Although the German government’s plan aims to phase out coal in North Rhine-Westphalia by 2030, a deal signed last year with energy giant RWE shows it plans to increase coal extraction in the short term. Russian invasion of Ukraine.
Therefore, one particular case attracted attention: the demolition of the German village of Lutzerath, so that a coal mine could be expanded.
In October 2022, after the last farmer left the site, people continued to be found there: climate activists who wanted to try to stop this expansion.
In wooden and metal houses hanging from trees, connected by a network of cables, they quickly asserted that they could resist for weeks if security forces tried to evict them.
But the inevitable must happen.
Why more charcoal?
The government and energy giant RWE argue that coal is essential to ensure Germany’s energy security.
However, a study by the German Institute for Economic Research questions the government’s stance after it was announced that other existing coal fields could be used, although the cost to RWE would be higher.
Another alternative is for Germany to increase renewable energy production, reduce demand through energy efficiency measures or import more coal or gas from other countries, according to the same study.
At what stage are activists’ work and protests?
German police today ended an eviction operation in the city of Lützerath after strong protests from environmentalists.
Speaking to the NTV chain, Aachen police spokesman Andreas Müller confirmed that the police evacuation operation in Lützerath had ended, but said the removal of the two men, who were barricaded in an underground tunnel, was still ongoing. A “rescue operation” carried out by RWE, the operator of the Karsweiler II mine.
“There are still no activists in the Lützerath area,” the police confirmed in a statement.
After all the buildings were vacated on Friday last week, the police also vacated, since the start of the clearance operation last Wednesday, 35 wooden structures, as well as 30 wooden structures built by activists.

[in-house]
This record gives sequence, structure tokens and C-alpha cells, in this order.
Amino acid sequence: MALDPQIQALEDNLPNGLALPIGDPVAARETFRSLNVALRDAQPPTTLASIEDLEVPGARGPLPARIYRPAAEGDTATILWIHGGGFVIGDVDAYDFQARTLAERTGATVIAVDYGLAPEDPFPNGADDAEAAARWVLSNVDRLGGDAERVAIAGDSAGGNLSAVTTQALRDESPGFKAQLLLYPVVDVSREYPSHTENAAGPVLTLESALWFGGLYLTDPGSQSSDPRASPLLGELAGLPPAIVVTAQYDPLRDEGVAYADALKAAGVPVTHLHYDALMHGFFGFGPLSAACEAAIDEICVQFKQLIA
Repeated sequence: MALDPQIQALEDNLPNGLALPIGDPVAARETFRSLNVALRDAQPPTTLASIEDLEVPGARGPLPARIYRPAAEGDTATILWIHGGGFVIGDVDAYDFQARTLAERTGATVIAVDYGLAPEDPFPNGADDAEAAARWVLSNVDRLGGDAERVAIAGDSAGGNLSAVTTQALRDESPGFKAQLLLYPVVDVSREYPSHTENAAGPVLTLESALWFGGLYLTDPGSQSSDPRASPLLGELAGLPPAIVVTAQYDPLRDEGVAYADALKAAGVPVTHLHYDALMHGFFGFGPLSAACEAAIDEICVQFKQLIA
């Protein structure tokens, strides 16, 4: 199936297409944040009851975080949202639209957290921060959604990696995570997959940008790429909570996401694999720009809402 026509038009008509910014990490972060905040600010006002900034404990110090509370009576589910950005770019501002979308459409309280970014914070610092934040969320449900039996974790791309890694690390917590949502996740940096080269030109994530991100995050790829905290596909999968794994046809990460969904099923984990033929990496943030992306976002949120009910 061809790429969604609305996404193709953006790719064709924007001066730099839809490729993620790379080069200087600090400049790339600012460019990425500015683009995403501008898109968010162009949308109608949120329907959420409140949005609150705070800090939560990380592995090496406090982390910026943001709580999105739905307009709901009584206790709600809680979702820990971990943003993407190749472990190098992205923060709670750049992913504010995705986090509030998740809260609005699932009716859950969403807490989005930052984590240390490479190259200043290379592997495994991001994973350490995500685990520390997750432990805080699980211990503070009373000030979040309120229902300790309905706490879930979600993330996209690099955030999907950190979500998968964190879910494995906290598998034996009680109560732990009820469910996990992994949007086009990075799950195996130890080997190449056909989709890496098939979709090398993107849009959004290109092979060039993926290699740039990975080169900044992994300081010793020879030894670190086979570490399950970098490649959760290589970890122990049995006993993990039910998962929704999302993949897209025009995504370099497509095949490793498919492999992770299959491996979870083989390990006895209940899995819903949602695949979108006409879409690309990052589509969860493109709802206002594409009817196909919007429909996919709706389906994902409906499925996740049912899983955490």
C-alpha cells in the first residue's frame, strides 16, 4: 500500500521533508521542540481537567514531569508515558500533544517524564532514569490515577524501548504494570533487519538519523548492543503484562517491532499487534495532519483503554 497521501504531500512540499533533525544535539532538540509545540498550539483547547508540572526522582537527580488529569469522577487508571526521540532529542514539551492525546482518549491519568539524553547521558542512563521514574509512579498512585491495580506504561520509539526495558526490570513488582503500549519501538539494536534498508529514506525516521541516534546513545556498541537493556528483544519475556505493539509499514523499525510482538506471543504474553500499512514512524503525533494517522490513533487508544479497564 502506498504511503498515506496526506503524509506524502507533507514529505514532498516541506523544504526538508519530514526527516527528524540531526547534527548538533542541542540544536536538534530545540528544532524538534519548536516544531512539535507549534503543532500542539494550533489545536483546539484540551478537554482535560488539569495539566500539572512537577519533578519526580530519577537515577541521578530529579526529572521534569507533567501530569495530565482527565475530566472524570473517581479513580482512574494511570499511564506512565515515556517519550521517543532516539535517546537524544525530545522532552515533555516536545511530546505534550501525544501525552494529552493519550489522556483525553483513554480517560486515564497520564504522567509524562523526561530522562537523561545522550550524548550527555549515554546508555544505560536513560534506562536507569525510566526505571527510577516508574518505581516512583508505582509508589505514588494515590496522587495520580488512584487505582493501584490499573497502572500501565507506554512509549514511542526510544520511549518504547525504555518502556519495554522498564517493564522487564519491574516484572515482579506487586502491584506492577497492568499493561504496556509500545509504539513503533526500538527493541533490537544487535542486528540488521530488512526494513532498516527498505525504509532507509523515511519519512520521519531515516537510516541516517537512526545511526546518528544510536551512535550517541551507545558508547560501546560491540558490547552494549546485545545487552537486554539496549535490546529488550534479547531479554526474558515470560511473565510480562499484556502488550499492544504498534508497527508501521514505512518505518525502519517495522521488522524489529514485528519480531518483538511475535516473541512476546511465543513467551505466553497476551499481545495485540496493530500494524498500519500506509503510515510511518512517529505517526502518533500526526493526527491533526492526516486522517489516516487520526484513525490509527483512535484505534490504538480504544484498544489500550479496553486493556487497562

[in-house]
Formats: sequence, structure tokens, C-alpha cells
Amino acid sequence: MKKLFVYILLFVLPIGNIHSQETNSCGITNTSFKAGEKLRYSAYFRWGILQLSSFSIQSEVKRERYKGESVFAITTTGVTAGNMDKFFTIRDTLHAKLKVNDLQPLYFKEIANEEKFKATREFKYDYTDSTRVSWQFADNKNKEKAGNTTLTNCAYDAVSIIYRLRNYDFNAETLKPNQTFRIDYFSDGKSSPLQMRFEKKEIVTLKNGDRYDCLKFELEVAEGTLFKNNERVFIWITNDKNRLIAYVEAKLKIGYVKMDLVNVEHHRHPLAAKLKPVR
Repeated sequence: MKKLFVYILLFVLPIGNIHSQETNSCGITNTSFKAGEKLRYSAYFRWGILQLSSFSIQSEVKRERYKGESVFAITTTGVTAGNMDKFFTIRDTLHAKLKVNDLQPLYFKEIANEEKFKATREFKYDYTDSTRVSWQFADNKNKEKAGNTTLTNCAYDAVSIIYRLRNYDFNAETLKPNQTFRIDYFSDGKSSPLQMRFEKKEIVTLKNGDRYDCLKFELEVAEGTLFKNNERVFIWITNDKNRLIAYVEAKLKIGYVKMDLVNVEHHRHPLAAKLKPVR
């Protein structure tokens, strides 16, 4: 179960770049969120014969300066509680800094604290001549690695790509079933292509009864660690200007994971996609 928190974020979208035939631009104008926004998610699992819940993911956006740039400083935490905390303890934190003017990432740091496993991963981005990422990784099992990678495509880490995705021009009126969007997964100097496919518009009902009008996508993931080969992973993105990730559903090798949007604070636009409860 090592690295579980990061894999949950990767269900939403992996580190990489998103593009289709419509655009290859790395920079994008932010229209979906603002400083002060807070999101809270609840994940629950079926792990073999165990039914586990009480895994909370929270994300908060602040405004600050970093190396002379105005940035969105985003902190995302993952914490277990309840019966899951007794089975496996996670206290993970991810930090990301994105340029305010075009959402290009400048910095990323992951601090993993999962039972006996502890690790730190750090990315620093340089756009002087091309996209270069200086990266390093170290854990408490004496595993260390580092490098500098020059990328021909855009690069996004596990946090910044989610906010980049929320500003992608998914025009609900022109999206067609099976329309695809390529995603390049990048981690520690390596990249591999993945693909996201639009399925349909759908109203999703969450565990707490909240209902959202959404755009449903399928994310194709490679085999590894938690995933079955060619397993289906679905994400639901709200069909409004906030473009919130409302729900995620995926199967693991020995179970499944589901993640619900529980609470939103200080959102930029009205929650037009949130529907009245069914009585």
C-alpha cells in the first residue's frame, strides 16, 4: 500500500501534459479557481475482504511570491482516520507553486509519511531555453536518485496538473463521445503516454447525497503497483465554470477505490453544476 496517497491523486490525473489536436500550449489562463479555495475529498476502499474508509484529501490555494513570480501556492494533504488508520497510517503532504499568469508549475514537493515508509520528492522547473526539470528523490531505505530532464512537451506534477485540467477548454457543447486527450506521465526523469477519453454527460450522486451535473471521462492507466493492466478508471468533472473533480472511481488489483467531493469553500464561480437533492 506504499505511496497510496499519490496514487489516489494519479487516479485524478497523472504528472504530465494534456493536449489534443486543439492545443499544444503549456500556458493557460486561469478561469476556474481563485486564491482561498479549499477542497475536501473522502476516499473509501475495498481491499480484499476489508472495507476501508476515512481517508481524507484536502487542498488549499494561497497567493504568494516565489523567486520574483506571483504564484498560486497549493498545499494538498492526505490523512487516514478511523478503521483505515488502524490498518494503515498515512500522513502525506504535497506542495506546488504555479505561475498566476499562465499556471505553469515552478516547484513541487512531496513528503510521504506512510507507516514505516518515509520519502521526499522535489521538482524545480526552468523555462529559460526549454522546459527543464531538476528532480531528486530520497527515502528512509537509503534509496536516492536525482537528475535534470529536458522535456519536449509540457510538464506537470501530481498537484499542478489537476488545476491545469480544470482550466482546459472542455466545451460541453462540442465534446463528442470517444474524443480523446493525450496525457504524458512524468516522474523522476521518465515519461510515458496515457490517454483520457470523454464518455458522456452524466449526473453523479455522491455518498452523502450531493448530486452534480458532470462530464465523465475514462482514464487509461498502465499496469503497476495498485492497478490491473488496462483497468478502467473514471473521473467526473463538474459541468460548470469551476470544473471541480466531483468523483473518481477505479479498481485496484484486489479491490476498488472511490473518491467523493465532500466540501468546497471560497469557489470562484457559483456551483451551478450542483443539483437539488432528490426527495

In total, nearly 300 activists were evicted from Lutserrat during the operation, which included four actions to resist the eviction.
How were the demonstrations?
Since the start of the evictions, 154 criminal investigations have been opened.
Intervention Police began evicting climate activists from the village on Wednesday. As the police entered the small town, some stones and firecrackers were thrown.
On Saturday, a broad coalition of organizations against mining and the demolition of Lutserath staged a march, including Swedish activist Greta Thunberg.
In addition to the peaceful march, demonstrators attempted to break through police barriers to access the isolated village and the edge of an open-pit mine, where police used water cannons and pepper spray to make 12 arrests.
What led to the arrests?
Andreas Müller defended the actions of the security forces, arguing that the demonstrators on Saturday broke the police barriers and despite repeated appeals they did not avoid endangering the agents, which had “nothing to do with a peaceful protest, but rather by seeking a conscious and deliberate confrontation with the police”.
According to reports, more than 70 police officers have been injured and nine activists have been taken to hospital since the start of the operation, although no serious injuries have been reported.
About 30 police vehicles were vandalized and 32 security force car tires were slashed.
How is police intervention viewed?
Activists opposing the expansion of the coal mine accused police of violent suppression of the protest, which on Saturday degenerated into clashes with dozens of police and injured demonstrators.
A spokeswoman for the protest organizers, Indigo Drav, accused the police of “pure violence” at a press conference, saying agents attacked the activists “out of control” and hit them on the head.
The collective “Lützerath lebt!” Dozens of activists were injured on Saturday, some seriously. About 20 of them have been hospitalized, said Birte Schramm, a nurse for the activist group.
The evictions in Lützerath are politically sensitive for the coalition of social democrat Olaf Scholz, who co-rules with environmentalists, whom activists accuse of a betrayal of their duties.
Portuguese environmental group Climaximo also expressed solidarity with Lutzerath’s conservation activists in a statement.